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The Henan Province in central China is a treasure trove of dinosaur eggs. However, the odd-looking black orb with a blue tint, presented to Fenglu Han and Haishui Jiang by a farmer in 2018, was unlike any dinosaur egg the experts had encountered before. The paleontologists from the China University of Geosciences initially thought the egg might belong to a new species of the prehistoric giants.
However, a closer examination revealed that the tennis-ball-sized fossil housed a well-preserved embryo of an extinct prehistoric turtle called the nanhsiungchelyid. The massive land-dwelling animals roamed North America and Asia during the Cretaceous period — from 145 to 66 million years ago.
The discovery is extremely exciting given that intact turtle eggs from the Cretaceous period are hard to find. They are usually too small and too fragile to survive. The few fossil embryos discovered in the past were not well-preserved enough to identify the turtle species.
"This is actually the first time that [fossil] turtle eggs or a nest really could be attributed to a particular turtle," study co-author and University of Calgary paleontologist Professor Darla Zelenitsky told CBC.
The scientists believe the newly-found turtle egg managed to remain unscathed for 90 million years due to its large size and sturdy shell. Measuring 2.1 by 2.3 inches (5.4 by 5.9 centimeters), it is just a tad smaller than the eggs laid by the massive Galápagos tortoises. Its 0.07- inch-thick (1.8 millimeters), shell — about four times thicker than that of Galápagos tortoise eggs — was able to withstand outside forces and help retain much-needed water. Since part of the shell is broken, Zelenitsky wonders if the turtle failed in its attempt to hatch.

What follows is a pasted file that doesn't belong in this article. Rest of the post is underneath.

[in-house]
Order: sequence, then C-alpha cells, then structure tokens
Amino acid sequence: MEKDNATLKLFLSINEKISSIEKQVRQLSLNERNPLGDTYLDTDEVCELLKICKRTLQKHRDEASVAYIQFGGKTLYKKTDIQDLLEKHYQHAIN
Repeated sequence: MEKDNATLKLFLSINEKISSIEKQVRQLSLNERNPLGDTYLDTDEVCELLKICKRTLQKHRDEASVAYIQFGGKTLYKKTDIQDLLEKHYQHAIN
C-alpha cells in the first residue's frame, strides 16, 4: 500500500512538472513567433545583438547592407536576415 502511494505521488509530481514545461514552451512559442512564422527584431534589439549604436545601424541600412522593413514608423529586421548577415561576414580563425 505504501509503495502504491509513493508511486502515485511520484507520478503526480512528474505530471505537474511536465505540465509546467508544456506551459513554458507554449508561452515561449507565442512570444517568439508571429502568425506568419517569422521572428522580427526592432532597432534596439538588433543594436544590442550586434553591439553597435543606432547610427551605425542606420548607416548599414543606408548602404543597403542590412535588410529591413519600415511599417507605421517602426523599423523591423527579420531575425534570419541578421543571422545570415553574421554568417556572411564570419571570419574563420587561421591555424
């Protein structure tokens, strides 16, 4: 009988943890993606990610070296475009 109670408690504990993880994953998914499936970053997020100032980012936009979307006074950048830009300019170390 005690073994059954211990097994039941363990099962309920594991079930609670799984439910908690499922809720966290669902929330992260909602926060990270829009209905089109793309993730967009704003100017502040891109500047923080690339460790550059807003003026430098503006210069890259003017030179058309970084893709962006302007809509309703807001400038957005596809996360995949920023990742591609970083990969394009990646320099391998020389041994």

Based on the size of the egg, the researchers estimate that the parents' carapace was a staggering 5.3-feet (1.6 meters) in length. Add in the neck or head length, and the massive animal was probably as tall as an average human!
The team, who published their findings in the journal Proceedings of the Royal Society B on August 18, 2021, theorize that the species went extinct when the weather changed. Zelenitsky says, "While these turtles' unique terrestrial lifestyle, thick eggs, and underground nesting strategy may have served them well during the Cretaceous, it's possible that these specialized turtles couldn't adapt to the cooler climatic and environmental changes following the end-Cretaceous mass extinction."
Resources: Livescience.com, Nationalgeographic.com